Stainless steel is something that is being used in railways, defence, production, in construction and everywhere else. What you are trying to tell me is that the entire 50% or 60% of the Indian organised stainless steel market is just worth $2 billion and I can buy a player in $2 billion or $2.5 billion in value? So, three-five years down the line, something is going to definitely change for this company.

Dabur is another timeless brand. I do not know Dabur but I am giving you just another example. It has not performed for the last year or so.
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If you have the patience to ride them out, if you have the patience to see another 10 or 20% down in them and then make that 50% gain. then go for the timeless gems which are in a slump.

-Sanjay Dutt


Look at companies even in the public sector; there are companies like Power Grid which controls 1.7 lakh km of power lines across the country. So, whether you are solar, thermal or nuclear -- you need to roll power across the country from transmission lines on transmission networks. The entire enterprise value of the company would just be about $4 billion! So are you telling me the largest power consumer country over the next few years which is going to be India, you can own the entire grid for about $4-5 billion? No way. This is going to change.

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Okay we may say nothing will happen with PSUs. We have sat on HPCL and BPCL for 10 years and what they are doing to make money? But it is very difficult to say when these things are going to turn. Similarly, I can go down and find so many other ideas. Power Grid is one that I own; Exide Industries is another one . I own a very small position. That company is going into EV batteries. If you need batteries, the first brand that comes to your mind is Exide. At this point of time something like a $2 or $3 billion enterprise value.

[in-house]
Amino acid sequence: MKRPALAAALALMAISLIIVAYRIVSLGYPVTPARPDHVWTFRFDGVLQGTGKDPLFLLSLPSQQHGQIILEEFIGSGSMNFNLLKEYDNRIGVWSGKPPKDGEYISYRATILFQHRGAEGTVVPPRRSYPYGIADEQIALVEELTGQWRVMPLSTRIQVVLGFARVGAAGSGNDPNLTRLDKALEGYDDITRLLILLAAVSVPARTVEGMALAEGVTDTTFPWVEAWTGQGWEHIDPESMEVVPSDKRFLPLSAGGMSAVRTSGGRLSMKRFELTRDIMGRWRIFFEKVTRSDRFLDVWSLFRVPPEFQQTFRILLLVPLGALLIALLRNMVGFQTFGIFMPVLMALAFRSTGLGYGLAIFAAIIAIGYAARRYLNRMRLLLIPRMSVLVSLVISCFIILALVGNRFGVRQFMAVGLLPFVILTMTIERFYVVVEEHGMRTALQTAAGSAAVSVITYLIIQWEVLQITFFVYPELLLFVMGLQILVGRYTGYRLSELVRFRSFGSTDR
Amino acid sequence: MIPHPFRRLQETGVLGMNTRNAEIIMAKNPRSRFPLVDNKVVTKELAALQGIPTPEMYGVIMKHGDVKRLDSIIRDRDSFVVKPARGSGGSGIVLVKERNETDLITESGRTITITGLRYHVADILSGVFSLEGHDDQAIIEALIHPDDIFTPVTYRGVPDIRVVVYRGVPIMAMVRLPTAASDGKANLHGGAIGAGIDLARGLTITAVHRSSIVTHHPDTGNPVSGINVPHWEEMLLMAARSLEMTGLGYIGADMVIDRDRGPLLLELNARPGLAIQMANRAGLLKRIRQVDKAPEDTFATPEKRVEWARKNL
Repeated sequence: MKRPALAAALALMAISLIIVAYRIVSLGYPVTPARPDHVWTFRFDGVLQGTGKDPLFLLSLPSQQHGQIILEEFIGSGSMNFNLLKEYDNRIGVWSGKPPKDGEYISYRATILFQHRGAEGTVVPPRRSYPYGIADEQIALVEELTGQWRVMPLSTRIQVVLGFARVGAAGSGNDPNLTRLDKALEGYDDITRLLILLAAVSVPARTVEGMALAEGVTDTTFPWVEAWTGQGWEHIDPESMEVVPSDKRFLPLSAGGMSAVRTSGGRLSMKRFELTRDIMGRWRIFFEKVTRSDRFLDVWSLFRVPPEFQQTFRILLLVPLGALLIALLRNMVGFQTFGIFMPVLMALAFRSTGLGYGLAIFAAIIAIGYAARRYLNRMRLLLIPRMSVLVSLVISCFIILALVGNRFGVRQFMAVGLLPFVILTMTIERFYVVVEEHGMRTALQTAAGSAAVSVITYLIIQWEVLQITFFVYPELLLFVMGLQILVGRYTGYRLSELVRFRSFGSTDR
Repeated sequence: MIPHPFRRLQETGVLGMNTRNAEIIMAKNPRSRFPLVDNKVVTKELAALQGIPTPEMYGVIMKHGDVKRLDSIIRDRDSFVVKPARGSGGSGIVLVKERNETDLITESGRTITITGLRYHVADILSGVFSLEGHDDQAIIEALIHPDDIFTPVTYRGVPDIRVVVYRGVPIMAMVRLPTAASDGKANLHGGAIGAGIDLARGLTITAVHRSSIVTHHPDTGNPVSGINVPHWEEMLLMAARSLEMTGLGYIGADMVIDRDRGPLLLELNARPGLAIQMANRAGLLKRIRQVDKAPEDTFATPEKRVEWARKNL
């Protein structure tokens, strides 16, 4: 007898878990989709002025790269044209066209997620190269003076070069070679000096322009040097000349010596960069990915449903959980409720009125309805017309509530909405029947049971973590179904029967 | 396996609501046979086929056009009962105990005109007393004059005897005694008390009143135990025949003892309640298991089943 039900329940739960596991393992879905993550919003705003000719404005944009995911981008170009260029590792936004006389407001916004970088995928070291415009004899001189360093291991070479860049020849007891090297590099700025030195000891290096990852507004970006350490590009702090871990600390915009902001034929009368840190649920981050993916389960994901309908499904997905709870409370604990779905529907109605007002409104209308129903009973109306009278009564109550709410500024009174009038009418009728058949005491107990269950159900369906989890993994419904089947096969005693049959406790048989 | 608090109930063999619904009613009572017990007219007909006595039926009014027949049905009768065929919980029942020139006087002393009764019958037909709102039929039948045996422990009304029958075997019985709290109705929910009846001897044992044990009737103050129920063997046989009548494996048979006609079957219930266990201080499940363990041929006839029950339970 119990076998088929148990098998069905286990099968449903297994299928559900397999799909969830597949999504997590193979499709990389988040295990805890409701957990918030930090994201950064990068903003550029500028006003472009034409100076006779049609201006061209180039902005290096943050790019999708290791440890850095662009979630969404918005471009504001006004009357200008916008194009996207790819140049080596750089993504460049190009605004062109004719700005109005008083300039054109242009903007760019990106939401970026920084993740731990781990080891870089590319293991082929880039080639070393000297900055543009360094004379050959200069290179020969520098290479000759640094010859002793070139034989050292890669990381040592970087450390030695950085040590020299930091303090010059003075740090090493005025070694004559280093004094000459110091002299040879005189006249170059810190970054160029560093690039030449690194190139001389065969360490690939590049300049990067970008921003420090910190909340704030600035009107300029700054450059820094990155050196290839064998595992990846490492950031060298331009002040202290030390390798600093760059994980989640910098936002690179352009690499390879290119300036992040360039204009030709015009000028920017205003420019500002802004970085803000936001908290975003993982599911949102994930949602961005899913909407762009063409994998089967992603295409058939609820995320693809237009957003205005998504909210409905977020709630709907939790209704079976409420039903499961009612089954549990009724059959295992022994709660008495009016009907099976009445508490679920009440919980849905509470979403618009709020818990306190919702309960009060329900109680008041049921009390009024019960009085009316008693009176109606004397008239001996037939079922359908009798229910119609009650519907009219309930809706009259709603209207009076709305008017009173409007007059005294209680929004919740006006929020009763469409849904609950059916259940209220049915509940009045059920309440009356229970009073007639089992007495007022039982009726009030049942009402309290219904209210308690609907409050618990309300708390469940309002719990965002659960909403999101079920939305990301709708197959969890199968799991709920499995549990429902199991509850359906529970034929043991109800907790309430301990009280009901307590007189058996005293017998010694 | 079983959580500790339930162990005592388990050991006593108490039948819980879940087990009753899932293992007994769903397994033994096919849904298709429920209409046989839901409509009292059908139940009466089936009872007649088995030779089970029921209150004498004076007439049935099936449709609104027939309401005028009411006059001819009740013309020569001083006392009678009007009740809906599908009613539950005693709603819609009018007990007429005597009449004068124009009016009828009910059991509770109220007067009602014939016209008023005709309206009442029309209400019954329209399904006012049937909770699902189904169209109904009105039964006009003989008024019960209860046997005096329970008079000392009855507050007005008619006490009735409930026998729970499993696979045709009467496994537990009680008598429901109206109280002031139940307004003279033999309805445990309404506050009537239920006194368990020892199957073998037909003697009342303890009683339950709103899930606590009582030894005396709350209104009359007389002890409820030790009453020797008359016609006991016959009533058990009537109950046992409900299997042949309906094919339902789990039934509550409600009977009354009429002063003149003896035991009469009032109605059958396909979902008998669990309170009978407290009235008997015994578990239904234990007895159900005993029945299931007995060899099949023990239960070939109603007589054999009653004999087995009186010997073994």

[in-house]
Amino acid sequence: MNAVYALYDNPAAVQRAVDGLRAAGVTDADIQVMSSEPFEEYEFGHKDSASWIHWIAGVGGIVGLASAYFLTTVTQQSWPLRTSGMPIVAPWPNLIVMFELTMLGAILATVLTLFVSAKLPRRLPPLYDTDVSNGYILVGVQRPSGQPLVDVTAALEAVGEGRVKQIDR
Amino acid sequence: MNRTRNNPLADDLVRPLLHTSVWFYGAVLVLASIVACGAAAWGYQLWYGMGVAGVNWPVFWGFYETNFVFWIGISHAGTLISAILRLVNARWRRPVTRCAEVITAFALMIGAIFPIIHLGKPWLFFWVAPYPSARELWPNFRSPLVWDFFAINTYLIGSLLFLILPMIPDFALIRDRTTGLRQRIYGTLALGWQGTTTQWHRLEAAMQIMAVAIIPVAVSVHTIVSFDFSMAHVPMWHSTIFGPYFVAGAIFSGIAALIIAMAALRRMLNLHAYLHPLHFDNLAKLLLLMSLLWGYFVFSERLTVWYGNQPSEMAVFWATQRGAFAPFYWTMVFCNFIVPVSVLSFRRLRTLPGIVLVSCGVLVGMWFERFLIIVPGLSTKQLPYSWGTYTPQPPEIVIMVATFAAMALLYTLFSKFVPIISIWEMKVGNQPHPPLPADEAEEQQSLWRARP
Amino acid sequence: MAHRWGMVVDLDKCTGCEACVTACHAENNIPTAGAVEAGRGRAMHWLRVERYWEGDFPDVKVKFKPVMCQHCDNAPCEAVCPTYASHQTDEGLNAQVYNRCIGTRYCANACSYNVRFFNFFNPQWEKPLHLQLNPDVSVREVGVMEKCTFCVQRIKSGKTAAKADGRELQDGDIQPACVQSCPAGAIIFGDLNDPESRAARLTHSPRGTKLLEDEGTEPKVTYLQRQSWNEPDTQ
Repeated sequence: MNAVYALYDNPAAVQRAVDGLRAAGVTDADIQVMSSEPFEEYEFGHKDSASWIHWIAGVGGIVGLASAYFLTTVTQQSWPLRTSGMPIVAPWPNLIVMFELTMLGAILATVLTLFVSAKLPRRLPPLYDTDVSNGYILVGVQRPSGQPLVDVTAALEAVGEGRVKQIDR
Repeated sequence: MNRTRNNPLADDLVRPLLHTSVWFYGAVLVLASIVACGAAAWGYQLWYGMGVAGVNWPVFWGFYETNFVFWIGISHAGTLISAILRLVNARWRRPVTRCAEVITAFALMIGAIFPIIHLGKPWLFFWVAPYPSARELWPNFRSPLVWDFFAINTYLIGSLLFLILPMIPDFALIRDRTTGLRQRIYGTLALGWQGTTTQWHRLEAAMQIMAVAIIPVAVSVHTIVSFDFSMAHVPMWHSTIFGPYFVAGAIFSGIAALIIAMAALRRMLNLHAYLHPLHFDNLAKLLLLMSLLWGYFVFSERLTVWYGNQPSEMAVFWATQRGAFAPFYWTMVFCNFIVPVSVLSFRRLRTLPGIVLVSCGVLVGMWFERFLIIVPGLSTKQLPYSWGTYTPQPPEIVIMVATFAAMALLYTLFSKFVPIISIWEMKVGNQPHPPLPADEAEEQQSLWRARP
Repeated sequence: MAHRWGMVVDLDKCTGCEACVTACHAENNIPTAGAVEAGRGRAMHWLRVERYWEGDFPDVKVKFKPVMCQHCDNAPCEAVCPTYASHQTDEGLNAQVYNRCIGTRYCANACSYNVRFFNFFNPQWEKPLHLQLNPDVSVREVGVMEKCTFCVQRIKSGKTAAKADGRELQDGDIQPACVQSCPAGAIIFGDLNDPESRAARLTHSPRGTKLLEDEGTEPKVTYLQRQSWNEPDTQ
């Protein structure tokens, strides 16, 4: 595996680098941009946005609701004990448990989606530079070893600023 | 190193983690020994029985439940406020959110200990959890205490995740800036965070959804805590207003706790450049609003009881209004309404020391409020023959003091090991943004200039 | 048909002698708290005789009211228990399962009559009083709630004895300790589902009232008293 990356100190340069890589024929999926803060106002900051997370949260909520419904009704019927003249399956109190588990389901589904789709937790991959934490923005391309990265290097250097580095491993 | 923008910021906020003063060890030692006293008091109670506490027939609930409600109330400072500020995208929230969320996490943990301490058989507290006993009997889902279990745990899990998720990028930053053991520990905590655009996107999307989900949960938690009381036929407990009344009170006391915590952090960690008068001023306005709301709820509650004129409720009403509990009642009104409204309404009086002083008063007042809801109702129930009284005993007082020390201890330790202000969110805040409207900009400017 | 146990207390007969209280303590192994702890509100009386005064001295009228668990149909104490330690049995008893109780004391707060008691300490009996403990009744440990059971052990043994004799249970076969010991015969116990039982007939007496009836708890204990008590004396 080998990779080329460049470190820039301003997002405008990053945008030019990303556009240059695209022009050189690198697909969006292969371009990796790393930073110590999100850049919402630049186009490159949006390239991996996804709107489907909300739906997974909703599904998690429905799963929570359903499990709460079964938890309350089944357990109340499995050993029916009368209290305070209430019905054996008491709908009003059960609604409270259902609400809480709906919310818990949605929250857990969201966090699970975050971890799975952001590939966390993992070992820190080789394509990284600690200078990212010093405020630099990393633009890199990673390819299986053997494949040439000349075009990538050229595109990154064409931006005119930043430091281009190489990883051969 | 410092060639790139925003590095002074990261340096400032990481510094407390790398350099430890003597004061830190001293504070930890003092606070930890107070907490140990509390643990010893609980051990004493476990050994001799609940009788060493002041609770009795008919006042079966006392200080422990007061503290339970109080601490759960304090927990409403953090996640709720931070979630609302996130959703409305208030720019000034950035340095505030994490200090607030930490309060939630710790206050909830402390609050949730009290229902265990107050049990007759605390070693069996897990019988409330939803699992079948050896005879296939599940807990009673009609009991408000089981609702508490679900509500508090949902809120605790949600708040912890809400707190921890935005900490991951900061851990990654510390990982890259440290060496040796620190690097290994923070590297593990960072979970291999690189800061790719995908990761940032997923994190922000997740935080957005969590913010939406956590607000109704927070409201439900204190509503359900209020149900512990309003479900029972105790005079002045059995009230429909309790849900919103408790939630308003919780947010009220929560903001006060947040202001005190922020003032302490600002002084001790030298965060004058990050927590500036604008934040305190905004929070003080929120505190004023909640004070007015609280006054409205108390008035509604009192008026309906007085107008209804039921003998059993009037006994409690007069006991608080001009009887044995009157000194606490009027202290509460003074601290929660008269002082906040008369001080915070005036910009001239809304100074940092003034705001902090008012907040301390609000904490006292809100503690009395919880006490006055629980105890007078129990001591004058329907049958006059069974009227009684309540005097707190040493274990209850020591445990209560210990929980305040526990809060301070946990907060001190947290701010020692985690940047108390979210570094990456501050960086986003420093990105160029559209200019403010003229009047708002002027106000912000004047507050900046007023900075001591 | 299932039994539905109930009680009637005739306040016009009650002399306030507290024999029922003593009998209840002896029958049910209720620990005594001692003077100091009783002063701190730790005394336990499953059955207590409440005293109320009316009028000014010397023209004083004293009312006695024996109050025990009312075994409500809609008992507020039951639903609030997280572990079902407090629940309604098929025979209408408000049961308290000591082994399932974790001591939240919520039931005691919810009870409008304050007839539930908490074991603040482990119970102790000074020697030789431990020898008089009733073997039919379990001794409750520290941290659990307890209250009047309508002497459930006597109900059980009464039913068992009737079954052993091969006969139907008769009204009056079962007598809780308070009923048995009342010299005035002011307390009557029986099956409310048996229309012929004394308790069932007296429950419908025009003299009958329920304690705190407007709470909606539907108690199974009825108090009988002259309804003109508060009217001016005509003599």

These are all quality names, these do not have questionable promoters and neither are they highly leveraged companies. These are very manageable leverage or in fact zero leverage with marquee managements, marquee brands and promoters. Similarly, I can go on with many ideas like these but you need to have patience to invest in them. They are not going to give you returns in four weeks, four months or 12 months even. If you have the patience to ride them out, if you have the patience to see another 10 or 20% down in them and then make that 50% gain. that is where you got to be.

You are not talking about long term bets. What do you make of your experience with the ADA companies? Would you call that a misjudgement, a learning?
Phenomenal learning! I have lost a lot of money. I have lost more than I could ever think of in life in those companies, but that is exactly where we learn. In the last three or four decades in the markets, none of us have experienced such times, none of us ever thought groups like ADA, Zee, Essar would go through what they are going through. But we must understand these are times which are going to totally change the face of a Indian business and Indian markets.

We ourselves are opening our eyes as to what we need to do before we need to invest. I am sure these lessons are going to remain for a long time and of course quite a few will be wiped out, quite a few will start rebuilding our lives, like we all are trying to do now.

We have seen the obsession as well with low debt. But that is an ideal scenario and one cannot really work with that. What is your outlook on some of those companies?
One should not have an obsession with low debt. One really needs to go and look at the consolidated position of a group and where the promoter is stretched. One lesson we have all learnt is if the promoter has four or five companies and even if company is in trouble. you are sure that the other companies are going to have pain also. Therefore we need to do much deeper analysis. I would say that it is a very important lesson that we learnt for corporate India as well as for investors like us who got lost in those go-go momentum where everything was good and a growth of 6%-7% was taken for granted.

We got to look at optimum debt, at enterprise value as well as coverage ratios, interest and debt services. This kind of learning has been an eye opener for all of us. I have been in the market from the late 90s and we never saw debt as a bad four letter word. Trying to understand the implications of debt and how much stress case situations can companies and cash flows do is what it has taught us in this crisis.

When do you think this tipping point would come where markets would say you need debt to grow, you cannot have a situation where only startups and no debt only brand companies will fuel economic growth? When would markets say go for good companies with reasonable debt and well managed businesses?